Sep 14, 2012 1:41 AM by Jacqui Heinrich
It's one of the most controversial ballot questions voters will face in November: should Colorado legalize marijuana? It's the next step in a process that has seen Colorado voters legalize medical marijuana.
Under Amendment 64, adults 21 years and older could legally possess up to an ounce of marijuana; experts say that's about 60 joints.
If legalized, marijuana sales will be taxed, with the first $40 million in revenue going to Colorado public schools.
Supporters say taxpayer money is wasted under marijuana prohibition, and legal or not it's still on the streets. Mason Tvert, an author of the proposal, says legalizing the drug will regulate its production and sales, which will actually keep it away from young people. "We can be saving $12 million per year in criminal justice resources and we could also be generating up to $60 million a year when it comes to new revenues and savings," Tvert told News 5, citing a study by the American Center on Law and Policy.
Colorado State Attorney General John Suthers disagrees in the strongest terms; he says legalizing marijuana will further impact high school drop out rates, and revenue generated from taxing the drug will be insignificant. "The amount of money we pay for people that drop out of high school as a result of their lack of productivity and their reliance on public assistance, prison costs and things like that, we'd pay much more money than we'd ever bring in," Suthers says.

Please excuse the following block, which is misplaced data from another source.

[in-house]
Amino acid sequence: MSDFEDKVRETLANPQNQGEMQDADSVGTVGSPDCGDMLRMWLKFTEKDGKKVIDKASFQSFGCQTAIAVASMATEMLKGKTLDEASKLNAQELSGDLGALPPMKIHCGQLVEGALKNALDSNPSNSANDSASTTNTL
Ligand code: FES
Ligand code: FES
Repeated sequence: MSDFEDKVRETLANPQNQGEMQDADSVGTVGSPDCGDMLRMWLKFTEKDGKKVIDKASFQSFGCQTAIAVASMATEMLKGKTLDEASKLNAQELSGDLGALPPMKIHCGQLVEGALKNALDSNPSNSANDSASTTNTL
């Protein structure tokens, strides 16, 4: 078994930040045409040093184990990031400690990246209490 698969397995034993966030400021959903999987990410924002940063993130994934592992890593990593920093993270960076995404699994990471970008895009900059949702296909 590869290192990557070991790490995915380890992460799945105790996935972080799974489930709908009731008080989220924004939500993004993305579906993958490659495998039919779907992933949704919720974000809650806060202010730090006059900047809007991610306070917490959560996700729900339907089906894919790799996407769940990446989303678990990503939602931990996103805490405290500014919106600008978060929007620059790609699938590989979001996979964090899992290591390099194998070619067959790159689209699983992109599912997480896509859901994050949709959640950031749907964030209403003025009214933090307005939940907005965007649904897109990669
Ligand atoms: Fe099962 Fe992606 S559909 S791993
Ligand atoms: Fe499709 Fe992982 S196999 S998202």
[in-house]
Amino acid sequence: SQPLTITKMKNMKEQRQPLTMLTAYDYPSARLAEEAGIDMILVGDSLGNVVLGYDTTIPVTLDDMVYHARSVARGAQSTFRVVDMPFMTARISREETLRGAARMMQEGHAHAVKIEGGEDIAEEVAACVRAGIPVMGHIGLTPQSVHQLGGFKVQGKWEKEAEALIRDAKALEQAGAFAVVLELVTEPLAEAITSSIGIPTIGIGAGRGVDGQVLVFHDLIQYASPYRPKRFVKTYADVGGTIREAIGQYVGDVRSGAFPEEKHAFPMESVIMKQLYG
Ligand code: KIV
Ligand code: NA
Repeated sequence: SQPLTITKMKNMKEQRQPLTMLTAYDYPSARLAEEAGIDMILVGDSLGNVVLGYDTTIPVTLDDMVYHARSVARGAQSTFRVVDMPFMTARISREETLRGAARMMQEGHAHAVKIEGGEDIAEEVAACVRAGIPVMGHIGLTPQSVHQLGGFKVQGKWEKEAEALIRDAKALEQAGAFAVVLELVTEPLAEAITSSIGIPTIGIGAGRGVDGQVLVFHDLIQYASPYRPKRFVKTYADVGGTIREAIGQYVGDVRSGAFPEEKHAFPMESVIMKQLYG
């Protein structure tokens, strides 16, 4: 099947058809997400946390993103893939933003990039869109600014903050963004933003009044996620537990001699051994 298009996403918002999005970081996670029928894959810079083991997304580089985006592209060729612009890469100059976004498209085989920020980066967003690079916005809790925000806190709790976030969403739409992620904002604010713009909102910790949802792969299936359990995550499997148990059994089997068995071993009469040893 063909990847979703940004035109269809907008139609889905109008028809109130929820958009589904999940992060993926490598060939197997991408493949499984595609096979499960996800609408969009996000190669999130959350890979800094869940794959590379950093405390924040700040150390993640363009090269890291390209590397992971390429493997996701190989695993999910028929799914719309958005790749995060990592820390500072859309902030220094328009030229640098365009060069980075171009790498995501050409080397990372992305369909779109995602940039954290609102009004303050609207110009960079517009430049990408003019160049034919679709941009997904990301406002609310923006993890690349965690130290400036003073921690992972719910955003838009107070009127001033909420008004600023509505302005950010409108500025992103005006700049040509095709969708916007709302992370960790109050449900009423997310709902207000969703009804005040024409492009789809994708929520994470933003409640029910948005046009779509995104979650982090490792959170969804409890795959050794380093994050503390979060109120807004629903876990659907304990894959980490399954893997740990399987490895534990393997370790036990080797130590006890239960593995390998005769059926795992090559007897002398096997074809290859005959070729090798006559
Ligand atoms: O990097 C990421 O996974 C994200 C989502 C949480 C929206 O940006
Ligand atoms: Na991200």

Attorney General Suthers says he's opposed to the amendment mainly because marijuana is still illegal under federal law; legalizing pot in Colorado could pose problems for employees undergoing drug testing for federal jobs or in industries that don't tolerate drug use.
Jeff Dorschner, a spokesperson for U.S. Attorney District of Colorado, says the federal government isn't changing its tune. He released a statement to News 5 saying, "We enforce federal law and Congress has determined that possession and trafficking of marijuana is a violation of federal law."
Suthers says proponents of Amendment 64's claims that legalizing marijuana will disable drug cartels is also false, pointing to cartel involvement in the medical marijuana industry. "They're going to look for the cheapest supplies and if the cheapest supply is the cartel, they're still going to be the supplier," he says. Furthermore, the amendment doesn't include a residency requirement, so buyers could feasibly travel to Colorado to purchase marijuana, then distribute it in other states.
If Amendment 64 passes, it will alter the Colorado State Constitution; legislators will be unable to enact any changes, since amendments to a constitution are only something voters can approve. Both sides are asking voters to consider the options before November.